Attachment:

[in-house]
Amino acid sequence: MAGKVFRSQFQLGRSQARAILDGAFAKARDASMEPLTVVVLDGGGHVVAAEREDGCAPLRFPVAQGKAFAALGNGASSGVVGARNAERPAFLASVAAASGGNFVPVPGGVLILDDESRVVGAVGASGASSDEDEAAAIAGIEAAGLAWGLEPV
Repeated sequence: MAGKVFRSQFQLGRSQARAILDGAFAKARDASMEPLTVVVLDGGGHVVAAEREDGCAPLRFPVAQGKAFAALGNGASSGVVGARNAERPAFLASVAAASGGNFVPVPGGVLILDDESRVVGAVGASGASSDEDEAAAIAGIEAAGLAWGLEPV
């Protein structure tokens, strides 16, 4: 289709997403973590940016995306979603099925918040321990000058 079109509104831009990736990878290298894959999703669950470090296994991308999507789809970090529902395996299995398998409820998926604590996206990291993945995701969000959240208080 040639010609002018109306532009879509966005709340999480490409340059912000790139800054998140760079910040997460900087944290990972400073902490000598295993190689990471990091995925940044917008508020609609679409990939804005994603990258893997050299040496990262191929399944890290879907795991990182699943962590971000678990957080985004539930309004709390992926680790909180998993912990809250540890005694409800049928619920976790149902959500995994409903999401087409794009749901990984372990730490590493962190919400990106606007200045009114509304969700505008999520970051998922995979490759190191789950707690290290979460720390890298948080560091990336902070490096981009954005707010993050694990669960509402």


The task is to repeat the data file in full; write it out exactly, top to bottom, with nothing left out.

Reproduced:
[in-house]
Amino acid sequence: MAGKVFRSQFQLGRSQARAILDGAFAKARDASMEPLTVVVLDGGGHVVAAEREDGCAPLRFPVAQGKAFAALGNGASSGVVGARNAERPAFLASVAAASGGNFVPVPGGVLILDDESRVVGAVGASGASSDEDEAAAIAGIEAAGLAWGLEPV
Repeated sequence: MAGKVFRSQFQLGRSQARAILDGAFAKARDASMEPLTVVVLDGGGHVVAAEREDGCAPLRFPVAQGKAFAALGNGASSGVVGARNAERPAFLASVAAASGGNFVPVPGGVLILDDESRVVGAVGASGASSDEDEAAAIAGIEAAGLAWGLEPV
């Protein structure tokens, strides 16, 4: 289709997403973590940016995306979603099925918040321990000058 079109509104831009990736990878290298894959999703669950470090296994991308999507789809970090529902395996299995398998409820998926604590996206990291993945995701969000959240208080 040639010609002018109306532009879509966005709340999480490409340059912000790139800054998140760079910040997460900087944290990972400073902490000598295993190689990471990091995925940044917008508020609609679409990939804005994603990258893997050299040496990262191929399944890290879907795991990182699943962590971000678990957080985004539930309004709390992926680790909180998993912990809250540890005694409800049928619920976790149902959500995994409903999401087409794009749901990984372990730490590493962190919400990106606007200045009114509304969700505008999520970051998922995979490759190191789950707690290290979460720390890298948080560091990336902070490096981009954005707010993050694990669960509402």